In-vitro studies on mouse oocytes have shown that human follicular fluid and bull testes contain an activity which partially overrides the inhibitory action of hypoxanthine on meiosis. This activity was ascribed to two closely related sterols, subsequently named meiosis-activating sterols (MAS). We have used a potent inhibitor of sterol synthesis, ketoconazole, in order to test in vivo and in vitro whether MAS play a necessary physiological role in the resumption of meiosis in the rat. When administered systemically, ketoconazole (8.3-16.6 mg/rat) suppressed ovulation by 40%. Local unilateral administration of the drug into the ovarian bursa (1.25 mg/bursa) resulted in 75% inhibition of ovulation in comparison with the contralateral ovary. All the ovulated ova in the oviduct were mature. Histological examination of the ketoconazole-treated ovaries revealed mature oocytes trapped in follicles which failed to ovulate. Furthermore, extraction of oocytes from the large follicles of such ovaries revealed that 79% of them were mature. Addition of ketoconazole (0.0001-0.01 mM) to the culture medium did not affect significantly the spontaneous maturation of rat oocytes. However, ketoconazole at a higher concentration (0.1 mM) caused the degeneration of oocytes. Ketoconazole (0.01 mM) did not affect luteinizing hormone (LH)- stimulated oocyte maturation in explanted preovulatory follicles, even though it inhibited follicular progesterone production to levels below the hormone- free control follicles. At higher levels, ketoconazole caused the degeneration of follicles and the enclosed oocytes. In conclusion, using a potent inhibitor of MAS we have failed to confirm the suggested obligatory role of MAS in the resumption of meiosis in the rat both in vivo and in vitro.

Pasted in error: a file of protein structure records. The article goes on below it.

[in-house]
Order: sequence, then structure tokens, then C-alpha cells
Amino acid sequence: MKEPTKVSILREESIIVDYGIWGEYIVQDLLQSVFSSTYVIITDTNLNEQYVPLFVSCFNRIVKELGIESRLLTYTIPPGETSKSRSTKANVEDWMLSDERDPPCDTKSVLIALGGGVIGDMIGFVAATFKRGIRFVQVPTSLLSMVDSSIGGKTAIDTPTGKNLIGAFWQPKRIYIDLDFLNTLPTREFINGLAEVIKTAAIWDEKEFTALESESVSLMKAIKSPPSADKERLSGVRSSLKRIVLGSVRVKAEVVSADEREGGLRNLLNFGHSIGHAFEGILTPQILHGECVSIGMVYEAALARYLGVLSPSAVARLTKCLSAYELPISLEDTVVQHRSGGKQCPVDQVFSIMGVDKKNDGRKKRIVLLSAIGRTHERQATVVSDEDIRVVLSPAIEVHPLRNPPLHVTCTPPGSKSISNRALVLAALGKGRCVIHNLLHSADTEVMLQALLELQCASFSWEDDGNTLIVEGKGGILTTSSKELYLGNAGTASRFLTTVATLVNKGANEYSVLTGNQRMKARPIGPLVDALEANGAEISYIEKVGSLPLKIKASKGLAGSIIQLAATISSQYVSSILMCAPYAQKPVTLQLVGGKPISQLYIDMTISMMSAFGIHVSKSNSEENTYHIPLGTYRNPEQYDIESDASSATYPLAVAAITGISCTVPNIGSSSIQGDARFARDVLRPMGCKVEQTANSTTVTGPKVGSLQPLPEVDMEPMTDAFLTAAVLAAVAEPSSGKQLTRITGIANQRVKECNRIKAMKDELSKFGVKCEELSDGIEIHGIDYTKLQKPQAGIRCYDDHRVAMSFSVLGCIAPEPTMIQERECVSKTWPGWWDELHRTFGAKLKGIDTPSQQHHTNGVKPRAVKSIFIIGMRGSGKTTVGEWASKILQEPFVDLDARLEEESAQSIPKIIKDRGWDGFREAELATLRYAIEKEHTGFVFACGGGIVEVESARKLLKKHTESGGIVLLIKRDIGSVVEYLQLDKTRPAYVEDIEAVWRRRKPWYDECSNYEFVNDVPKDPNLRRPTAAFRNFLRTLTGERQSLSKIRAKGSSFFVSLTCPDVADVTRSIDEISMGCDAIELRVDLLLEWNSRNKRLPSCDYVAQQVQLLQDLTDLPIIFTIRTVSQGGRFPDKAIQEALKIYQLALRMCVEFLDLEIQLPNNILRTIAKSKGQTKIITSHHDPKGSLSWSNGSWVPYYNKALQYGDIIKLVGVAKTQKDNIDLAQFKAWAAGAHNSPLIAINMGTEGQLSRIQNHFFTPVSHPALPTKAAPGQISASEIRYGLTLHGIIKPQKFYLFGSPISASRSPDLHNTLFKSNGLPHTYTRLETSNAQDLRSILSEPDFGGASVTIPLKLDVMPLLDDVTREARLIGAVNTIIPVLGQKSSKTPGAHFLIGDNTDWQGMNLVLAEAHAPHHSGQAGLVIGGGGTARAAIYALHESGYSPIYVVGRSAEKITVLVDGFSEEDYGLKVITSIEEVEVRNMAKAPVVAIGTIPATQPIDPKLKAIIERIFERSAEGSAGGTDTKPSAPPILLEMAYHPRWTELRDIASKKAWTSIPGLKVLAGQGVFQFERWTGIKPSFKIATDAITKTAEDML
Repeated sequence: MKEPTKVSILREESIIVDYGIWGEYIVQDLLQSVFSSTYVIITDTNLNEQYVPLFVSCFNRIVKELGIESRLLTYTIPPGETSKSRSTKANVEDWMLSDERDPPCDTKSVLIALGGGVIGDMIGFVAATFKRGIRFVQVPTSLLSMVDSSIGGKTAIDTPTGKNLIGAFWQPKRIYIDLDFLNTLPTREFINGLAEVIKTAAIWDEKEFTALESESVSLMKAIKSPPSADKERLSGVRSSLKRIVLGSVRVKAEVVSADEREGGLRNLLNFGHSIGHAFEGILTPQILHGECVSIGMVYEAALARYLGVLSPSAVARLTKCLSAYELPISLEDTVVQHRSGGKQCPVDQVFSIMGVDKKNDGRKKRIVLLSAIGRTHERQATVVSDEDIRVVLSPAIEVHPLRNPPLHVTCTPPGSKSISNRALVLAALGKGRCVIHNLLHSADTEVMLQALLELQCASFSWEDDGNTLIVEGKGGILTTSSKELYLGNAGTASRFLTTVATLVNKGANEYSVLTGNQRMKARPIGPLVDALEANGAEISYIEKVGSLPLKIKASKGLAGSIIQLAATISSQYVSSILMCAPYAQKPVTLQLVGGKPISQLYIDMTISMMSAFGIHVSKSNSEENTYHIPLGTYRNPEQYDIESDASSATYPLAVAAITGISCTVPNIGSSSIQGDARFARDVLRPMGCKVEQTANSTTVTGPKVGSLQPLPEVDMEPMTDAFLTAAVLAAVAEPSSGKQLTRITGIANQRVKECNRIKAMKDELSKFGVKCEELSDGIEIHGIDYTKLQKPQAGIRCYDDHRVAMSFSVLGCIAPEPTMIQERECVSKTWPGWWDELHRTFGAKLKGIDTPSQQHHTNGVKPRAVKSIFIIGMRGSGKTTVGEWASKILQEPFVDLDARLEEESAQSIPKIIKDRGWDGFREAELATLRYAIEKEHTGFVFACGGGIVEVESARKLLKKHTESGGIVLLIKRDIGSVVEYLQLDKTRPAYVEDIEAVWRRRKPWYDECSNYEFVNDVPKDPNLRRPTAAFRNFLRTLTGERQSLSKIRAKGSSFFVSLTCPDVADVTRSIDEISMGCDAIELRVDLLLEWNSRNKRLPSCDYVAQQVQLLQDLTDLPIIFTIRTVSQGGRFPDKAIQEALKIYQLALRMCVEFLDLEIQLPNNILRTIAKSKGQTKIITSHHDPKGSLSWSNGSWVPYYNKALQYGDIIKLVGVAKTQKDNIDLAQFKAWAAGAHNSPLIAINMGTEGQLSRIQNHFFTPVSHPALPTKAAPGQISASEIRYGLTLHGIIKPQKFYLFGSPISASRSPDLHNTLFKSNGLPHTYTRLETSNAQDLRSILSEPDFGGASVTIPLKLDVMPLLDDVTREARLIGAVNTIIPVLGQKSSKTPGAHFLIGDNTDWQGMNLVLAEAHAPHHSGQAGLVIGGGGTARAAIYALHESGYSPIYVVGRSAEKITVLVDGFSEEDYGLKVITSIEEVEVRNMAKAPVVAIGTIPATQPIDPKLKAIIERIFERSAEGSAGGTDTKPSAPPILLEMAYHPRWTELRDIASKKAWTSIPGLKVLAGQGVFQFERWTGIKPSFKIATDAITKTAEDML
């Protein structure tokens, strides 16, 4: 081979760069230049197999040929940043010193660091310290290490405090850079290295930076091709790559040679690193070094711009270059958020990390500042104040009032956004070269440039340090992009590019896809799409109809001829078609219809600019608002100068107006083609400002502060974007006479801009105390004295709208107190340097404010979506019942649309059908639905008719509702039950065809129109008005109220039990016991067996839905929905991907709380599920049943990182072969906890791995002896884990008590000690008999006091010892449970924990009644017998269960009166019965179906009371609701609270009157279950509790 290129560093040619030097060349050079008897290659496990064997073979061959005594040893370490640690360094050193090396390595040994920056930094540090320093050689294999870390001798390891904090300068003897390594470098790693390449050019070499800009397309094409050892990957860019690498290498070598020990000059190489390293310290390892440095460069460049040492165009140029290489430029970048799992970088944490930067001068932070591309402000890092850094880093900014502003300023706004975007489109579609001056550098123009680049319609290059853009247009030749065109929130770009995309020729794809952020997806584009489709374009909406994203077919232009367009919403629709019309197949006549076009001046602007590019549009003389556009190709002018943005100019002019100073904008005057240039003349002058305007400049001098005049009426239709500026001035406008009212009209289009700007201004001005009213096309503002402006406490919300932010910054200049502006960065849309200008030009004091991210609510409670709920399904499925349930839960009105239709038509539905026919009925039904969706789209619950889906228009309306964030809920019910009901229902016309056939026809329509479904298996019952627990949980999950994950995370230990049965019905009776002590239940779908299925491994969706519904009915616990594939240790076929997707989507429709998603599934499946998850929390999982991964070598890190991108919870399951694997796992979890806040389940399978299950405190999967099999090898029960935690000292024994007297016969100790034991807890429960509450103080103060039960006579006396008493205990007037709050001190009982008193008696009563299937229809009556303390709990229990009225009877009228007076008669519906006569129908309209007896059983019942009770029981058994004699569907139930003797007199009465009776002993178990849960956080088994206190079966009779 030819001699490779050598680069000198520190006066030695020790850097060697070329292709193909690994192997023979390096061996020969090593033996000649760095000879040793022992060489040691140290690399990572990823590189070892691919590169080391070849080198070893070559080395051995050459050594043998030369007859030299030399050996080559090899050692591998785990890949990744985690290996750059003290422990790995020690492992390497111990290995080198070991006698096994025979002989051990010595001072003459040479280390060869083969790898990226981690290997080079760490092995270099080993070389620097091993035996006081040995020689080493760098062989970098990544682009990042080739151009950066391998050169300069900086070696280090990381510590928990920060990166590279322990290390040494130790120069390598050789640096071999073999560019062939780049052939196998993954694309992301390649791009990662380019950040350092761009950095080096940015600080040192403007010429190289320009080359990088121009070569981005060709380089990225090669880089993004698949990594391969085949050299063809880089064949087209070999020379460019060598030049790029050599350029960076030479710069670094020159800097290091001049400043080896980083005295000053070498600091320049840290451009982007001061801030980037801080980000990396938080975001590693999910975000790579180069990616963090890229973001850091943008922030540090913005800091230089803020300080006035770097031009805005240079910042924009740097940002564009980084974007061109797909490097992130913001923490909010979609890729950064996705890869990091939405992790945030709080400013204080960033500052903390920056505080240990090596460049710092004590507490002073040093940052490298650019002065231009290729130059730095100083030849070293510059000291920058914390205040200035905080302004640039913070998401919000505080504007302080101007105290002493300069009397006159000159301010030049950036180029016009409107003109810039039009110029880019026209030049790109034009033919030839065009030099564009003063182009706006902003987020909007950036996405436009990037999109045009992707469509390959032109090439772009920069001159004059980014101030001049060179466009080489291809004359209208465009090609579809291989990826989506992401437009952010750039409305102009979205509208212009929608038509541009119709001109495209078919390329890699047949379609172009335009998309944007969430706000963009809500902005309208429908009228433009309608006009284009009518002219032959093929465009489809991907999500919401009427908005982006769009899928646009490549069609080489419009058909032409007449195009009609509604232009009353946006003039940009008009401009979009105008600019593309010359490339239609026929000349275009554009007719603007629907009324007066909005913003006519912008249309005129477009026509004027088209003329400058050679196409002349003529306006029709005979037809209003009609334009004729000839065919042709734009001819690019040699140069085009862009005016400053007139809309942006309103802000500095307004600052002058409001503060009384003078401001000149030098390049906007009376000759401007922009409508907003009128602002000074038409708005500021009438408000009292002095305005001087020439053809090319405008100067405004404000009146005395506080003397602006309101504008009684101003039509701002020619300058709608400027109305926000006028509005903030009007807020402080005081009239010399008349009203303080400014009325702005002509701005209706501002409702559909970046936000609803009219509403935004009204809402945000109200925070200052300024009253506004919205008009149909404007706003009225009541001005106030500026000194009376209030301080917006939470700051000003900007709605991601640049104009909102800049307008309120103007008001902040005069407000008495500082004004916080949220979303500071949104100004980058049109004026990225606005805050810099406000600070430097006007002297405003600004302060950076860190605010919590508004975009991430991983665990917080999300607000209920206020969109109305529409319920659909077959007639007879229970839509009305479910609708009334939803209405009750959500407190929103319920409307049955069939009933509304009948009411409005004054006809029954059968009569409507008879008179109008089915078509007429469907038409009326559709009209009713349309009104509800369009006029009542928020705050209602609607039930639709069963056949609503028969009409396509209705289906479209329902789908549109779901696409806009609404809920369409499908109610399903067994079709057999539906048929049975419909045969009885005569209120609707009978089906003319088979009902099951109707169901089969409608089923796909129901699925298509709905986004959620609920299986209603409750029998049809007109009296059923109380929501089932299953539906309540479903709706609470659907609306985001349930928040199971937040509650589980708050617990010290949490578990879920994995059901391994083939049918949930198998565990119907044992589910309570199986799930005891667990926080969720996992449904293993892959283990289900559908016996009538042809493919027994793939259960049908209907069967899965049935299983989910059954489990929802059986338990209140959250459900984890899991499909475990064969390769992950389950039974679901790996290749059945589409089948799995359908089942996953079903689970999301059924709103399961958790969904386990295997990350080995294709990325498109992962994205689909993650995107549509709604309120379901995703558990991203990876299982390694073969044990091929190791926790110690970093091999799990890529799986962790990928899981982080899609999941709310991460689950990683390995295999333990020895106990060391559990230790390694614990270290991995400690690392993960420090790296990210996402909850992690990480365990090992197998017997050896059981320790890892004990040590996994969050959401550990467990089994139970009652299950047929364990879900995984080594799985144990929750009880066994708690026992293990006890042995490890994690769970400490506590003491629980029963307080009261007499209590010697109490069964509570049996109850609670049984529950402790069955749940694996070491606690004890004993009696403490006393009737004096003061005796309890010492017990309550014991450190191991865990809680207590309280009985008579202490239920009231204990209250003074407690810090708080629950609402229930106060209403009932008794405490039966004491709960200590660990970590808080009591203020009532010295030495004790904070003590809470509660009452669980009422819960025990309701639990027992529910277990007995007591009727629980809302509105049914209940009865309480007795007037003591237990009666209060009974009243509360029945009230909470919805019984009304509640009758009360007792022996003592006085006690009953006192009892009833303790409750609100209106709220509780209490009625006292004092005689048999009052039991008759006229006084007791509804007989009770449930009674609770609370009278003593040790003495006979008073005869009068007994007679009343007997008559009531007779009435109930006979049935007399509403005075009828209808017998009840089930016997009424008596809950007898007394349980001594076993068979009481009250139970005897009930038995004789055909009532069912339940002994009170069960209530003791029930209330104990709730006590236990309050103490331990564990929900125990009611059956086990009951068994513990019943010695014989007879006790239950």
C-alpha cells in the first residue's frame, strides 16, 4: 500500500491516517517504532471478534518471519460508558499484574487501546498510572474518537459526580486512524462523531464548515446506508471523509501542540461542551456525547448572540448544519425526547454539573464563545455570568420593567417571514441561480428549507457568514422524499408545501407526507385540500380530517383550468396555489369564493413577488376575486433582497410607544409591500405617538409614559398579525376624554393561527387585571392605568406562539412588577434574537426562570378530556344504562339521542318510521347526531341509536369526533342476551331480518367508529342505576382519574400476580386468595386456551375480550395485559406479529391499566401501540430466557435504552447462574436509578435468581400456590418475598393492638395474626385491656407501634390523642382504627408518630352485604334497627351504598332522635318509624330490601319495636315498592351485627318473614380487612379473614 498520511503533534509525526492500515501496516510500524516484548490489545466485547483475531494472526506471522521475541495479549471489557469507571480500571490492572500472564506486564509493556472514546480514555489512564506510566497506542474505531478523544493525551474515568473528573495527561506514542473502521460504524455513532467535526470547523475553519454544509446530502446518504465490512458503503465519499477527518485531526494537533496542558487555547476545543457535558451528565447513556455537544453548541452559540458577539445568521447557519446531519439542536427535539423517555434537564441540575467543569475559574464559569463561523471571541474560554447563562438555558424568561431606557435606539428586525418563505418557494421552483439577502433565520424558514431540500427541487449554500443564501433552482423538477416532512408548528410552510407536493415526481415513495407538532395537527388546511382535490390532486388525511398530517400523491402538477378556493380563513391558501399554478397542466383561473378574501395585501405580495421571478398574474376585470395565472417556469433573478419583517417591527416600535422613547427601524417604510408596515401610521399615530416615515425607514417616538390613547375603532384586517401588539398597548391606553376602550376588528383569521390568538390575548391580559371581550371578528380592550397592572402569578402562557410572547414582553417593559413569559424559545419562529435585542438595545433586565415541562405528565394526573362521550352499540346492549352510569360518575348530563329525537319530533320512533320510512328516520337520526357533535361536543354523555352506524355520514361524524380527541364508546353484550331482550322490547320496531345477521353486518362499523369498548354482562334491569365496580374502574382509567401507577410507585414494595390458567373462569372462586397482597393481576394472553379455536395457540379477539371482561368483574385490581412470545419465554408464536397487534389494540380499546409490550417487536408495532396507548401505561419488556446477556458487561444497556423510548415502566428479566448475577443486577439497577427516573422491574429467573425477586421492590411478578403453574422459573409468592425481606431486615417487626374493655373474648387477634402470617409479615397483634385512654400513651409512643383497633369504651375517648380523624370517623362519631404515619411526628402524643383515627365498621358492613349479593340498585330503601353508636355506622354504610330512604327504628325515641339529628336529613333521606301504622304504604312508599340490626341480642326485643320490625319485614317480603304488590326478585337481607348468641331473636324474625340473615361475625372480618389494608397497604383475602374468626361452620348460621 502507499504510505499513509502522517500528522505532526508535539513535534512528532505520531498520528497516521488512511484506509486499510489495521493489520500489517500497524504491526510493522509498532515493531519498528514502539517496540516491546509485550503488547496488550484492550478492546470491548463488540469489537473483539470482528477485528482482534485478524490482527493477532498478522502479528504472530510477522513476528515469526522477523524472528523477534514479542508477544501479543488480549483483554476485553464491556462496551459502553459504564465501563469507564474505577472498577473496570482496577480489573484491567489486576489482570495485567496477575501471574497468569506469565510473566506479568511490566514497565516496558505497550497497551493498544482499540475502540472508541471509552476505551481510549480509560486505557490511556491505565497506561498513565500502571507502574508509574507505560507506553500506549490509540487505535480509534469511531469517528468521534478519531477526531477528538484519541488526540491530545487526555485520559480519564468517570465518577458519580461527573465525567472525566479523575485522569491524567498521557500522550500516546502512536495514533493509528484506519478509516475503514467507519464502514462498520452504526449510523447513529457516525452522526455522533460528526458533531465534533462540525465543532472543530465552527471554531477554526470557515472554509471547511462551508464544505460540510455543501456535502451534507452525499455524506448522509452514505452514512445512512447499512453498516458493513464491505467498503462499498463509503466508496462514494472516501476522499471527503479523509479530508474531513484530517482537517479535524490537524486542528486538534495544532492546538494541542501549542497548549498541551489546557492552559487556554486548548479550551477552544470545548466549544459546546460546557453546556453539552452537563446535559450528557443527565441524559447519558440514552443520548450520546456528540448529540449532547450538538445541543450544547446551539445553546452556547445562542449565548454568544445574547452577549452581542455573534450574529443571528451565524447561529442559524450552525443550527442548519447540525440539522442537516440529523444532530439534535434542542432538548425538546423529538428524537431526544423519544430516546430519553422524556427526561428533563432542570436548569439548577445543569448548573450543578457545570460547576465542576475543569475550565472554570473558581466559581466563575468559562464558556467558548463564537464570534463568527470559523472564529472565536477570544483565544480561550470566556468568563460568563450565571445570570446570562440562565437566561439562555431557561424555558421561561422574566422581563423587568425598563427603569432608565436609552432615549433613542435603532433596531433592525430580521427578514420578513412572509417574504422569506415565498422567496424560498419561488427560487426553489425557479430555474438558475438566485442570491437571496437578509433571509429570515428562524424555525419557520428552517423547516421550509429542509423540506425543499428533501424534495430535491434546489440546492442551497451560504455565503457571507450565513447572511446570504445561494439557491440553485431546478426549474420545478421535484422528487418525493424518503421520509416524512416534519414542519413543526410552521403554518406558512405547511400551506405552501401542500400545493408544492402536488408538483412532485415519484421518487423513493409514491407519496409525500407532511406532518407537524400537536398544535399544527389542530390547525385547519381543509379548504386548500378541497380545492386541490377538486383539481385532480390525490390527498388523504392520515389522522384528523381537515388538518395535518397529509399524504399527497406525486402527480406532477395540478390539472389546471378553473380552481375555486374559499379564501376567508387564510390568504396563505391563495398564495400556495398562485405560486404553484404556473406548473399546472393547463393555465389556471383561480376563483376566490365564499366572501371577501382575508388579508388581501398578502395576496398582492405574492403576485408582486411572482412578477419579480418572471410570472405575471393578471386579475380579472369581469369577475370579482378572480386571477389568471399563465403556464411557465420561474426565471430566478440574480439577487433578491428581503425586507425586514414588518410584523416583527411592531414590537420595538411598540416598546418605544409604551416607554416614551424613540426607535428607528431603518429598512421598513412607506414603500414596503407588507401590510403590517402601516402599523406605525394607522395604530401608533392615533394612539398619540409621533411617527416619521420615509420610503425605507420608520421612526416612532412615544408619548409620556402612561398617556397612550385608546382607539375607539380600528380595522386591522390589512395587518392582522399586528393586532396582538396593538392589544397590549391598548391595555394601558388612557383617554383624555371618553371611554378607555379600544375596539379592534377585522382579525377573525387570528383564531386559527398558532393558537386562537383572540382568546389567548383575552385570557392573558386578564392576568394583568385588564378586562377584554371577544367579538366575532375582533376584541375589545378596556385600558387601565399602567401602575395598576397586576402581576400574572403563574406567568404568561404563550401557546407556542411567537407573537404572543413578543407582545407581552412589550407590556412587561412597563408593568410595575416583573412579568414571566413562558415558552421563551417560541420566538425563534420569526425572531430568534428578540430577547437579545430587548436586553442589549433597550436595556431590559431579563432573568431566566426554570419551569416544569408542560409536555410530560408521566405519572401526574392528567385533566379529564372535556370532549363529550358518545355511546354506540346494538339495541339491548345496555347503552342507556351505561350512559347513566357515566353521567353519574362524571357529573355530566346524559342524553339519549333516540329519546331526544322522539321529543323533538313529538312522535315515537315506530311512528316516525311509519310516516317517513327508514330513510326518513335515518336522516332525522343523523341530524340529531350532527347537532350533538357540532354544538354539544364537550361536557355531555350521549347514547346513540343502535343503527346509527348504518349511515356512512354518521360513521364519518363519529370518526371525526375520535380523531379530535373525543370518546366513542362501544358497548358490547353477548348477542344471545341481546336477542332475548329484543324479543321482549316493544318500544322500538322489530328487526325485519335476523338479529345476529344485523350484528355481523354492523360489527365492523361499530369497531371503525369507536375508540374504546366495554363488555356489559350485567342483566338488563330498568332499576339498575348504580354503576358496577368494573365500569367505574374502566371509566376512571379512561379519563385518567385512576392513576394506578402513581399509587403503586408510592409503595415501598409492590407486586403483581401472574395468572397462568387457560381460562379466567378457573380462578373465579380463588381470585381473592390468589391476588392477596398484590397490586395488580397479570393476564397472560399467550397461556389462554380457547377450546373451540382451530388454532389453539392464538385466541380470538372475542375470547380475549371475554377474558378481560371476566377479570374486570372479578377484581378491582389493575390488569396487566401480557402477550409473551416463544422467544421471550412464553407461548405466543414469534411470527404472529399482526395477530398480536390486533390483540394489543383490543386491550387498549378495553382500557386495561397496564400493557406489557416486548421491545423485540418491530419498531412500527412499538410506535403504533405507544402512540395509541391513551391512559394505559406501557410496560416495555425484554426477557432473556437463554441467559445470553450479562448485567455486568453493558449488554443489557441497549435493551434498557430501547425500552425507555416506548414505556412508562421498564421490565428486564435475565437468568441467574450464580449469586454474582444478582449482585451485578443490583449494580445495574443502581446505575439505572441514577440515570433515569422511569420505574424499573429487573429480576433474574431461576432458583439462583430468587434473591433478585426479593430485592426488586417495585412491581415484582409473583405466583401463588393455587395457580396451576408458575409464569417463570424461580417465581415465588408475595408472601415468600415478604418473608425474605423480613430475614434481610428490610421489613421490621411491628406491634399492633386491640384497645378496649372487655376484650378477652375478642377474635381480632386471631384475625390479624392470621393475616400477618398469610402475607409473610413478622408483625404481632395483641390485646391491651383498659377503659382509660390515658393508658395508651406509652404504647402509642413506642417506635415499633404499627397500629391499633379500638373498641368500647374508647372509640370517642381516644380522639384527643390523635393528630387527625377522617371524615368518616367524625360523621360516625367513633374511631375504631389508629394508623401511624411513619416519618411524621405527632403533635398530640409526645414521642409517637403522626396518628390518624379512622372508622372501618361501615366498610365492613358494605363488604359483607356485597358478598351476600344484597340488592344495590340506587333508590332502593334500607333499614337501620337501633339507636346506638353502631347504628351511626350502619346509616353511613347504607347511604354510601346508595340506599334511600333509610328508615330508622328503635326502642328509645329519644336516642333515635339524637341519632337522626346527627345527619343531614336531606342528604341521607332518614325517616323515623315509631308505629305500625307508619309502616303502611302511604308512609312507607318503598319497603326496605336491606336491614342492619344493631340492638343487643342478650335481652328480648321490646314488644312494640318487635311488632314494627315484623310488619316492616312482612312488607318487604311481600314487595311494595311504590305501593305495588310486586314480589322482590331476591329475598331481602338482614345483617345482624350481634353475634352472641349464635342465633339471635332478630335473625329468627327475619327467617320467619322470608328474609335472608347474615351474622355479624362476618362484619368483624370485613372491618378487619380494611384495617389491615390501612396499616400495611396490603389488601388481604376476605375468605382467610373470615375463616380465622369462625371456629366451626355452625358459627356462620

- Meiosis-activating sterols
- Oocyte maturation